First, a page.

Um bom resumo da situação

Constitucionalmente falidos (Carlos Guimarães Pinto)
Nos 7 anos imediatamente seguintes à aprovação da Constituição de 1976 foram necessárias duas intervenções do FMI para evitar o descalabro financeiro. Deveria ter servido de aviso. A entrada na CEE e posteriormente no Euro permitiu o adiamento da terceira vinda, mas não eliminou o problema fundamental: a Constituição, e as interpretações que se foram fazendo dela, é um entrave à estabilidade e prosperidade económica. A Constituição salvaguarda o direito à educação, à saúde, à segurança, à habitação, ao emprego e à cultura, mas não gera a riqueza necessária para garantir esses direitos, nem ajuda a criar as condições necessárias para a gerar. Para prosperar economicamente é necessário trabalhar, investir e arriscar. Em vez de salvaguardar exaustivamente objectivos finais, deveria ser papel da constituição definir um enquadramento que crie as condições e os incentivos necessários a estas actividades. A garantia inequívoca da estabilidade das contas públicas e o estabelecimento de limites à carga fiscal seriam passos nesse sentido. Nas últimas semanas, tem-se clamado pela Constituição a cada medida de consolidação orçamental. A interpretação da Constituição passou de um exercício jurídico a um instrumento de intervenção política. Este uso e abuso da Constituição para o exercício de pressão política ajuda à sua descredibilização e sublinha ainda mais a necessidade de a alterar. Caso contrário, ao mantermo-nos constitucionalmente cumpridores, acabaremos constitucionalmente falidos.

Sunday, November 04, 2012

Right on the funny bone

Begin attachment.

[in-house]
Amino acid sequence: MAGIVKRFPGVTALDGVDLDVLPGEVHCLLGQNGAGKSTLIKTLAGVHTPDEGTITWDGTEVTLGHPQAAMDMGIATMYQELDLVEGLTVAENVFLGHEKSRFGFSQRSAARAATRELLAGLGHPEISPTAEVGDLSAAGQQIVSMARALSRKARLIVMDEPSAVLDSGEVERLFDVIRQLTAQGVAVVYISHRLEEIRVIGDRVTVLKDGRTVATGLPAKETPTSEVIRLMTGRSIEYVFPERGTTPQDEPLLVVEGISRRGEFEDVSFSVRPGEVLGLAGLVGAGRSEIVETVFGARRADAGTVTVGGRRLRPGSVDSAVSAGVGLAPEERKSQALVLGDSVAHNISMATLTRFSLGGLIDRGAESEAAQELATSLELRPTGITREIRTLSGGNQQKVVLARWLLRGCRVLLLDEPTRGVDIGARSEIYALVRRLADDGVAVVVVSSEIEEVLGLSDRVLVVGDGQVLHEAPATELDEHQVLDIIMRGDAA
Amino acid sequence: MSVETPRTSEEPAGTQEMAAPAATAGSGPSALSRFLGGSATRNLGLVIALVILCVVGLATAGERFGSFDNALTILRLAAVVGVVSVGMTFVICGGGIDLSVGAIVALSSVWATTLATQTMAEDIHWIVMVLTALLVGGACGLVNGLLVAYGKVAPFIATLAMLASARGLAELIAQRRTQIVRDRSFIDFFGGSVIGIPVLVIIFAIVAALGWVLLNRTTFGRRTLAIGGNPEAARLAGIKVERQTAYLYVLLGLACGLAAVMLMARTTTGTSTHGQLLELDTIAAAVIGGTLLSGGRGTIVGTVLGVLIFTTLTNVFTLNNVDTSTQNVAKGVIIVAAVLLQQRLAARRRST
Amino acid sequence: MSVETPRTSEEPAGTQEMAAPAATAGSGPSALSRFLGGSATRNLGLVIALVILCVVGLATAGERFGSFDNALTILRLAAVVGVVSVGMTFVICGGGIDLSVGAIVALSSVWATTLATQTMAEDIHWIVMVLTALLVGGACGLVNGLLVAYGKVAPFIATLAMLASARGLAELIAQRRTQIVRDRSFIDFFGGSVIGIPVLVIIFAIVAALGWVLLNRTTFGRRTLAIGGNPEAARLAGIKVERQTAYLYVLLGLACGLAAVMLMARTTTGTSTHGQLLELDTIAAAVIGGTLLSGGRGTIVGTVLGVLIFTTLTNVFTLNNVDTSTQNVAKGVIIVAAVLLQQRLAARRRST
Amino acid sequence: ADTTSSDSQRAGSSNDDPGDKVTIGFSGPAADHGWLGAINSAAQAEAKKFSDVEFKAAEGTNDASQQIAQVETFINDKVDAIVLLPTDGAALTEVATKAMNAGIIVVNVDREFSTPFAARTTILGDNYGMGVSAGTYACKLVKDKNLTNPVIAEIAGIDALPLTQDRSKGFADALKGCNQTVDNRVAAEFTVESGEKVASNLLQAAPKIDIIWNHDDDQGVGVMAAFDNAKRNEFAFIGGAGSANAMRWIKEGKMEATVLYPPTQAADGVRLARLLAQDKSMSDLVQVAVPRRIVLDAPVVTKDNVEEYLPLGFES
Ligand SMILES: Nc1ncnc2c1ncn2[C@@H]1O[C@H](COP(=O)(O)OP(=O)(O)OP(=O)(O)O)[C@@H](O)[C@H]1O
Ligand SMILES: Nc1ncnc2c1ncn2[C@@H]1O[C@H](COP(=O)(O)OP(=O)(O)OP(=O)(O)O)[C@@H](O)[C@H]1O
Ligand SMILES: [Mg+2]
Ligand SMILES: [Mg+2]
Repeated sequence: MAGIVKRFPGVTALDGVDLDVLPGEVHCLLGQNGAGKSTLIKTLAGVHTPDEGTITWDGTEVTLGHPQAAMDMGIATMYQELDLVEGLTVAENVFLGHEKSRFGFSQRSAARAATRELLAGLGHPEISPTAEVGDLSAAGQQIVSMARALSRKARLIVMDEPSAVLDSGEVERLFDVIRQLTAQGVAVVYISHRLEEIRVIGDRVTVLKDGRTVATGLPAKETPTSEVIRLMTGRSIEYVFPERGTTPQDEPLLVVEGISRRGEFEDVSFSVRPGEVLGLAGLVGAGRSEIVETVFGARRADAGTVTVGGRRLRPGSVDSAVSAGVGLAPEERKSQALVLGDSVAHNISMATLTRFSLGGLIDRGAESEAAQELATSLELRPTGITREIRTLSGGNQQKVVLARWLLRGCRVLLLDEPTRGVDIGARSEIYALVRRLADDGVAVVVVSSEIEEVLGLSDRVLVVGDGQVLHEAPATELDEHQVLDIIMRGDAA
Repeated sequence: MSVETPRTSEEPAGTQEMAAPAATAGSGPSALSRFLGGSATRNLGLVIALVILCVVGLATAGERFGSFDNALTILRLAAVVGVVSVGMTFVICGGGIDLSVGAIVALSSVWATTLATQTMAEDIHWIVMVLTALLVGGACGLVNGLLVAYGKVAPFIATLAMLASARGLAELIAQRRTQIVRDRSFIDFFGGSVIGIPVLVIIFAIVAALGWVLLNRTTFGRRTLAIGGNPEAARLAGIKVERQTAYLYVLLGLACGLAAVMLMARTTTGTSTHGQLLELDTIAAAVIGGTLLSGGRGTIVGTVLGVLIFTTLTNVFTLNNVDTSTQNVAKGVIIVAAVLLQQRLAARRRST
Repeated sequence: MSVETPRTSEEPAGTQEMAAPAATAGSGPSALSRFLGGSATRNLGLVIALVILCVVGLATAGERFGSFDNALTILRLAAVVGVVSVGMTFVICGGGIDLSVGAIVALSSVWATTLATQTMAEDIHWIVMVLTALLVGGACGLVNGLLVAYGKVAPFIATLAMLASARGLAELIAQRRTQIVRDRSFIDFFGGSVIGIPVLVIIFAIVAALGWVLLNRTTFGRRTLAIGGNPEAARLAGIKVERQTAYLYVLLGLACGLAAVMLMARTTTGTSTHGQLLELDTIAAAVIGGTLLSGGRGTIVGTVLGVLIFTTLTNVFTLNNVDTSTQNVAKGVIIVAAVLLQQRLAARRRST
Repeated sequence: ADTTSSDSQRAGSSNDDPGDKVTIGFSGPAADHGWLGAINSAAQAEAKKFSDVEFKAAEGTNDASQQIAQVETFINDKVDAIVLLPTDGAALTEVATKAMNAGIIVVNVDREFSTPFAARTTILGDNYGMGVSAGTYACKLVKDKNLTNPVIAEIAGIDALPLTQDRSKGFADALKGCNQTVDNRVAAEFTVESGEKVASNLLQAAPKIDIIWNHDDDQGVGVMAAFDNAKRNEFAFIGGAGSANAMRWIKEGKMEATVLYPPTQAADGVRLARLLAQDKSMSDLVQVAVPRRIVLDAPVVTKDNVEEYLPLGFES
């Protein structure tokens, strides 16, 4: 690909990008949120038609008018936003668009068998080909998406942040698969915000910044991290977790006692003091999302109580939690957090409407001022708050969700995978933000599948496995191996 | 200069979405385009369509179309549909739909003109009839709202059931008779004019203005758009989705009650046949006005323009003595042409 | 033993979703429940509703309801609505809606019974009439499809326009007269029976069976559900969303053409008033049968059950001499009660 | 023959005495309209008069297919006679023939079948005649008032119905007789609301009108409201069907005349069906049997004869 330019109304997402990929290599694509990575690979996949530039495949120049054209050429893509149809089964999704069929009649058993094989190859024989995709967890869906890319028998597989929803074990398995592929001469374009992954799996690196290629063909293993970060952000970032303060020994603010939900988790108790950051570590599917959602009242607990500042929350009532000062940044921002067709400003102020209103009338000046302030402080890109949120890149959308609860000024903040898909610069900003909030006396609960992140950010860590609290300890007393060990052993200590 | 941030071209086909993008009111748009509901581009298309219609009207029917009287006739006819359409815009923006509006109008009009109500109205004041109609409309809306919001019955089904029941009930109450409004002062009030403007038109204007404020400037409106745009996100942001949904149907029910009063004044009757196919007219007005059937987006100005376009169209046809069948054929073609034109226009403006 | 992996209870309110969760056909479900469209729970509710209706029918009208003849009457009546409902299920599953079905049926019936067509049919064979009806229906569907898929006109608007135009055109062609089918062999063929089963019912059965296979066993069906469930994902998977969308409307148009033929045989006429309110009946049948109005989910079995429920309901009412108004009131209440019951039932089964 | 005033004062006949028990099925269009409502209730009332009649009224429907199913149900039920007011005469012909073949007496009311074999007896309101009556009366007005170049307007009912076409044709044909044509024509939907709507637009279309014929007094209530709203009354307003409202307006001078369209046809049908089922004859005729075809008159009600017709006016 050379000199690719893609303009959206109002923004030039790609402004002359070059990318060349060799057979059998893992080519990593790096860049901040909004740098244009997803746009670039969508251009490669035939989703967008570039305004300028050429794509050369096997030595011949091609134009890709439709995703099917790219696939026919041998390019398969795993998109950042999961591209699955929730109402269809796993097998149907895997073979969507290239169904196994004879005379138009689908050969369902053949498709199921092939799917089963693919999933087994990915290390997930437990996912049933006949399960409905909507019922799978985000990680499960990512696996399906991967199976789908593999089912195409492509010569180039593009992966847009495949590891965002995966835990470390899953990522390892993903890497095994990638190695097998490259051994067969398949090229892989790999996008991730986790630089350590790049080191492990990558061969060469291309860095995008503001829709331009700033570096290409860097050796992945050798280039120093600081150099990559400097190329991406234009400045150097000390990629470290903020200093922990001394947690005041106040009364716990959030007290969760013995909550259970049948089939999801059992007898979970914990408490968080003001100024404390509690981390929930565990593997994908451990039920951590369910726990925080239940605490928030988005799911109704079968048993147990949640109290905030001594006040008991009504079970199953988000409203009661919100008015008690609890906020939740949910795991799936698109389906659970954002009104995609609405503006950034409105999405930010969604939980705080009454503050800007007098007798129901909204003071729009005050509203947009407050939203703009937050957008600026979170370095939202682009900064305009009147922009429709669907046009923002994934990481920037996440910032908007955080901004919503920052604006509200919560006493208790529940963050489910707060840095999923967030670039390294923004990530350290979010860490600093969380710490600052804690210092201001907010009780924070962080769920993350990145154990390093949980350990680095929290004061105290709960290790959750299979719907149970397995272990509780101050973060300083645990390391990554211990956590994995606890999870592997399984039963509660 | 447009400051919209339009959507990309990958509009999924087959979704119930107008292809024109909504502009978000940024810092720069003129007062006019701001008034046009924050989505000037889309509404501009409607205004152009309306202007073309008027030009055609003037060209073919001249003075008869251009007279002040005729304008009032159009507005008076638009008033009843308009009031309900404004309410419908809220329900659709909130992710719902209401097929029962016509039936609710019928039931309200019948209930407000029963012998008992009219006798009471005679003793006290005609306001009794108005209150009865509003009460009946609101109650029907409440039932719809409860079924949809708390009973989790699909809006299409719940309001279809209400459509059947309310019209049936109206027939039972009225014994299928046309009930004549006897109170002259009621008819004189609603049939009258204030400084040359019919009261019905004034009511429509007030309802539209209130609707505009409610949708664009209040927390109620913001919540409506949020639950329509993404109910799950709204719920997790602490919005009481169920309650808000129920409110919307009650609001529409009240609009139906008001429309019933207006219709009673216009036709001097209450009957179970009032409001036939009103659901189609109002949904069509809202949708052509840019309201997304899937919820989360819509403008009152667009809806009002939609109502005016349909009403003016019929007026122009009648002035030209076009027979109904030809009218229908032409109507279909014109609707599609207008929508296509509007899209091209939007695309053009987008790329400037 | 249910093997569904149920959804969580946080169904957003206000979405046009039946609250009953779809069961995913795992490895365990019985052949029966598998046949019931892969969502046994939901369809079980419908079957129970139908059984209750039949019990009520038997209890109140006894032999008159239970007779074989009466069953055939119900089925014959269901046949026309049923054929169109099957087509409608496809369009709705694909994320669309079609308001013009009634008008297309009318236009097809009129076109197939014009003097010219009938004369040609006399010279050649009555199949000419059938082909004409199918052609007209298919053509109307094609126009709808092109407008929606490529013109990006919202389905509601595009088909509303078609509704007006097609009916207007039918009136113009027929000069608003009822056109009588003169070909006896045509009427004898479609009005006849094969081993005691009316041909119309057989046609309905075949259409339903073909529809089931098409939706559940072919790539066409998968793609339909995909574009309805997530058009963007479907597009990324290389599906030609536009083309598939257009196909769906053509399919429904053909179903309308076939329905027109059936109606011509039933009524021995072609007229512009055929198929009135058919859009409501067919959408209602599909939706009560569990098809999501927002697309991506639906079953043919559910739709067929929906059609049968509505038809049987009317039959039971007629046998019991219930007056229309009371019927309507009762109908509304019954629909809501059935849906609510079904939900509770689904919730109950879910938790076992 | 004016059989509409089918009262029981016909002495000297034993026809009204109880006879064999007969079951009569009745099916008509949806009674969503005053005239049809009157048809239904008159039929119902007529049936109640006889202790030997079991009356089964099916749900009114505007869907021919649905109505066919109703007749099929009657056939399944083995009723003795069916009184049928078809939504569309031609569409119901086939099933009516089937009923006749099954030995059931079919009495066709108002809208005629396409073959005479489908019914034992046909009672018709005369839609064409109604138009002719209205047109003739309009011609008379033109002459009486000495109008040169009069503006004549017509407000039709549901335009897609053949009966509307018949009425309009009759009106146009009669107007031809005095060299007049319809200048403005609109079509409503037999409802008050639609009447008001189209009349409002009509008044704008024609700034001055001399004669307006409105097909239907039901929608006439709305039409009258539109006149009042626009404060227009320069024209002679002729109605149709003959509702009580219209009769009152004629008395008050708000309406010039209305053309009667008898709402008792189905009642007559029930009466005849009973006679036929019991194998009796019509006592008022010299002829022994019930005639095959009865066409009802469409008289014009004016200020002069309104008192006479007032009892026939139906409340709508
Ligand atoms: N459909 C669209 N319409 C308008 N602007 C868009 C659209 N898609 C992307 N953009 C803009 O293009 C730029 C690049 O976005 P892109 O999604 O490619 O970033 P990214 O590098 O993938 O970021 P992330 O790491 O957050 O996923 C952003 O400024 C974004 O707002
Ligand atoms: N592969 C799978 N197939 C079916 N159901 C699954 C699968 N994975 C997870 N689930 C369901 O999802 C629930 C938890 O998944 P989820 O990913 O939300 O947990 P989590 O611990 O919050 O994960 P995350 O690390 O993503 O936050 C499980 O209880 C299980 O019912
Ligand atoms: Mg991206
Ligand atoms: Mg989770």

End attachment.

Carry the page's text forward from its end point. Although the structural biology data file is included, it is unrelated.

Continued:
Give social networks fake details, advises Whitehall web security official
A senior government official has sparked anger by advising internet users to give fake details to websites to protect their security. Andy Smith, an internet security chief at the Cabinet Office, said people should only give accurate details to trusted sites such as government ones. He said names and addresses posted on social networking sites "can be used against you" by criminals.
Trusted sites such as government ones? Sure, governments would never harvest data from social networks for their own purposes, use it against citizens as criminals would or think of it as just another tool to help quell dissent. And one of the best incentives to provide the government with real data? They will never lose your personal information or make the contents available to third parties.

Saturday, August 11, 2012

As if there were any doubts

Let X be a politician who has fallen out of favour with the members of his own party. He had previously been a minister of a relatively minor department, but he was eventually removed from his office after a cabinet re-shuffle. X is an aging politician, however, and he is suddenly appointed as the third most important figure in the nation's regime. The country is in political turmoil and everyone believes the current government won't remain in office for much longer.

What will this fine specimen of the ruling elite, bred for the single purpose of improving the lives of his fellow men, do with what is perhaps his last change to make a real, everlasting difference? The results are unexpectedly surprising:
Vyron Polydoras, who held the position of speaker for just a single-day during the hung parliament of May 2012, rushed to hire his daughter - Margarita - as an employee of his office. Not only did he hire her on his one and only day in office, despite defending himself by stating he was entitled to hire up to six staff, but he also managed (all in this one day remember) to approve a two million euro 'election bonus' for his staff and police.
And then, maybe not.